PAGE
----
Despite spending the "fewest dollars per student-athlete of any school in the ACC," the Univ. of Maryland’s athletic department is "on course to lose $4.7 million in the current fiscal year, which ends June 30, 2012," according to Liz Clarke of the WASHINGTON POST. The school's budget deficit is "projected to escalate substantially over the next five years, ballooning to $17.6 million in June 2017 unless the department significantly increases revenue, slashes spending or both." Financial documents "lay bare just how severe the problem is and stands to become." Among them is a "chart showing that Maryland ranks at the bottom of the ACC in its spending per student-athlete." Based on the "grim forecast of mounting deficits, the panel may recommend that Maryland eliminate some of its 27 varsity sports, four more than the ACC average and 11 more than the NCAA minimum for Division I membership." UM spokesperson Brian Ullmann said that the President's Commission on Intercollegiate Athletics is expected to send a report on the matter to school President Wallace Loh by Nov. 15. Budget projections indicate that UM's athletic revenues "will grow 8.98 percent over the next five fiscal years, from roughly $57.8 million to $62.9 million." But expenses are projected to "grow 13.3 percent in that time, from roughly $62.6 million to nearly $71 million." While football "accounts for the bulk of Maryland’s athletic income, its ticket revenue is expected to remain essentially flat, though Maryland will get a boost of $3.5 million for playing two 'home' games" at the Ravens' M&T Bank Stadium, in '13 and '14. Mandatory student fees "represented the third-largest source of income for Terrapins sports, accounting for $11.1 million this fiscal year, following revenue generated by football ($16.1 million) and men’s basketball ($12.1 million)" (WASHINGTON POST, 11/3).
NCAA President Mark Emmert discussed the current climate of conference realignment on CBS Sports Network's "The Tim Brando Show" yesterday, saying, "Of course I do worry about it, and I am engaged in an informal fashion in it." Emmert said, "What I’ve been doing is talking frequently with mostly university presidents, our members, and having a chance to provide them with as much objective information as we can about what’s going on, and about what the facts are and rumors are. And then also to help remind people what this is all about. If an institution can improve its opportunities for its students to play in competition, if it can generate some more revenue that will be used to support athletic programs -- boy, that’s all good stuff and I’m supportive of it. If, on the other hand, we’re making decisions that are driven by rumor or innuendo or fear or we’re blowing up long-standing traditions for a five percent increase in a revenue stream or something, then that doesn’t make as much sense." He noted he has been trying to get people "to stay a little calmer, think about the facts, make sure they are thinking about what this really means for student-athletes when you’ve got to fly them halfway across the country and how that’s really going to work out in the lives of young people on a day-to-day basis.” Emmert said, “When you’re an university president or an AD, and you’ve got your fan base yelling or screaming for one thing, and the siren song of money in the other ear ... you’ve got fear that when the music stops you may be left without a seat at the, mostly, the BCS table." Emmert did say he is "not one of those who thinks this is leading to four mega conferences." Emmert: "I don’t think that makes organizational sense or even economic sense.”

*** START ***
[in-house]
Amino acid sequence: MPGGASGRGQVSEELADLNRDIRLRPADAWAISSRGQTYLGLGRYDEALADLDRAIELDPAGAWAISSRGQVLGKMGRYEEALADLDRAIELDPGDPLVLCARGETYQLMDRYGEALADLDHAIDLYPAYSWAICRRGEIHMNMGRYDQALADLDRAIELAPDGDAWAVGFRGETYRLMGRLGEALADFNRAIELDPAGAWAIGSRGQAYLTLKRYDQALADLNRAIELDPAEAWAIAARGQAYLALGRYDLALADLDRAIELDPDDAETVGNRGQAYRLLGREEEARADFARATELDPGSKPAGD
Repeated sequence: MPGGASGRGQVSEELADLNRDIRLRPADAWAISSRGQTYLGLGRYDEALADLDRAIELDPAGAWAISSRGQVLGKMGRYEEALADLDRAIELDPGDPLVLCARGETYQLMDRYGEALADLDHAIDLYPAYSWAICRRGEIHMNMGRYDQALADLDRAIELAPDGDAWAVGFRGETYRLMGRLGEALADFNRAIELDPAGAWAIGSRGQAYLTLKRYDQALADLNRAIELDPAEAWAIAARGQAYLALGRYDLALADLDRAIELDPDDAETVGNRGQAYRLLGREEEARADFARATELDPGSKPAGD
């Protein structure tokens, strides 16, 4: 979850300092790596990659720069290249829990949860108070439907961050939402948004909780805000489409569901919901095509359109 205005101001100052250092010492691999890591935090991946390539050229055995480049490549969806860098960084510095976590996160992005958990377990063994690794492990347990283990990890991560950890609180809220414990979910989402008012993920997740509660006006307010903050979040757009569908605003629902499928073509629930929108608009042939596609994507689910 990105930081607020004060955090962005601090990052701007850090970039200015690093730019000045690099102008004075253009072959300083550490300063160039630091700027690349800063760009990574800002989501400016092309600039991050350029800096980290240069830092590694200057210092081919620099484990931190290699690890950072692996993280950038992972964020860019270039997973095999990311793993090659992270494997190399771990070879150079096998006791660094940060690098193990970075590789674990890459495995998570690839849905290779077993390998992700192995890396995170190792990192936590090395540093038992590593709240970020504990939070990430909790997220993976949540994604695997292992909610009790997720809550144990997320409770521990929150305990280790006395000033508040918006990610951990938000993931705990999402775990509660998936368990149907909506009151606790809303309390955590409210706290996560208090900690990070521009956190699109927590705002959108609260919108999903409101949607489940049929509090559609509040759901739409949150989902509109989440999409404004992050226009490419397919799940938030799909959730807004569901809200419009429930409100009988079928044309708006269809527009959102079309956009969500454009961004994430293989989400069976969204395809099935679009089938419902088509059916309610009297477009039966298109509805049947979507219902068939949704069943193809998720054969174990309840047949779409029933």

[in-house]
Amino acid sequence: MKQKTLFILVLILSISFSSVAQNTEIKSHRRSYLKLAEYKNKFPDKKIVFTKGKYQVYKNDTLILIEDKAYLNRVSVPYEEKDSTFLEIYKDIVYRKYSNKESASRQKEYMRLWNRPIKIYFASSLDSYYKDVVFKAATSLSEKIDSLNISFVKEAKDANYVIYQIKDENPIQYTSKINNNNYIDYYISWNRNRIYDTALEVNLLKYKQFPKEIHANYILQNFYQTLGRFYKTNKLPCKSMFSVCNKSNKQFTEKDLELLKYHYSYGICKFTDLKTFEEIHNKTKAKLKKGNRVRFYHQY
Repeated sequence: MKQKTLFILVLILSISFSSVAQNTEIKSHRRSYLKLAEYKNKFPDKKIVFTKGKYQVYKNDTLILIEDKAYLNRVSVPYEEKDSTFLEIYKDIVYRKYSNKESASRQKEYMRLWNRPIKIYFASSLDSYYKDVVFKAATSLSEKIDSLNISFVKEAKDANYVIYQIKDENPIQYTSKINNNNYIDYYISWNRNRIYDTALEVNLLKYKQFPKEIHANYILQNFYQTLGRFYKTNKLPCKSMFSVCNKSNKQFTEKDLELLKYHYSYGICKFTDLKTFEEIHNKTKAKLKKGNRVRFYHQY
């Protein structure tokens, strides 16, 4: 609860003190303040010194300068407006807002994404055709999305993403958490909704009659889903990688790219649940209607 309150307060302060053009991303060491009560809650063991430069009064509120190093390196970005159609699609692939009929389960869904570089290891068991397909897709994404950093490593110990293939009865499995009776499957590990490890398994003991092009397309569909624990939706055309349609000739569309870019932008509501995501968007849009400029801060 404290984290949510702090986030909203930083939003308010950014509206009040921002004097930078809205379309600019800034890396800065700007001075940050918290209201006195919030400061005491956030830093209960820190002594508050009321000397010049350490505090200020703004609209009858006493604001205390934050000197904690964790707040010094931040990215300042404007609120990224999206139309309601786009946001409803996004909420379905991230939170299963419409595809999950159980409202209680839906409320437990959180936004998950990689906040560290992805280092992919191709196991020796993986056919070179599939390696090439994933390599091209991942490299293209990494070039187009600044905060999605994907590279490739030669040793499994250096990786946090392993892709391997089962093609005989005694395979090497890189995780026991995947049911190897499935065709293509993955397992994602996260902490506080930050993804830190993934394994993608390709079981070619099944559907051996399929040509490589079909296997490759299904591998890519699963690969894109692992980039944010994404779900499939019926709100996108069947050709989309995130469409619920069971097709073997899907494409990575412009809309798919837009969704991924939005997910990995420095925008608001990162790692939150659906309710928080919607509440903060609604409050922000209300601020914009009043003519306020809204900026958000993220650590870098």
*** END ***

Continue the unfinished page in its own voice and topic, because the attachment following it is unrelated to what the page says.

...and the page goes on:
SPENDING MONEY: Emmert also discussed the new $2,000 stipend for student-athletes that was recently approved by the NCAA. When asked if he was worried about the measure creating a divide between “the have’s and the have-nots,” Emmert said, "I’m really not, and the reason is that the divide already is so much greater than most people realize. ... So you add another $2,000 in that mix and it really doesn’t create a competitive advantage or disadvantage at all. The student that is trying to decide where he -- let’s say it’s a football player -- where he’s going to play football, they’re not going to make that choice between going to a school that is going to let him start as a quarterback versus someone who is not, over a $2,000 stipend. ... I just don’t see it playing into that decision process at all” (“The Tim Brando Show,” CBS Sports Network, 11/2).
TRICKLE-DOWN EFFECT: The current wave of realignment was discussed on ESPN's "Outside The Lines" yesterday, including the Big East trying to force West Virginia, Pittsburgh and Syracuse to stay in the conference until the '14-15 season. ESPN's Andy Katz said the “thing that’s lost here is that the Big East is now going to turn around and basically poach” Conference USA and the Mountain West Conference schools "for their survival.” The moves trickle "all the way down to lower levels that these schools and conferences will do to one another.” ESPN’s Dan Hawkins, who was the football coach at Boise State from '01-05, said Boise “could use the revenue” by joining the Big East “if it was right." Hawkins: "The payout that they have to pay to the Mountain West could be tremendous if they don’t get that guarantee in the Big East. The money has to be right, not just for football but for the entire athletic department” (“Outside The Lines,” ESPN, 11/2).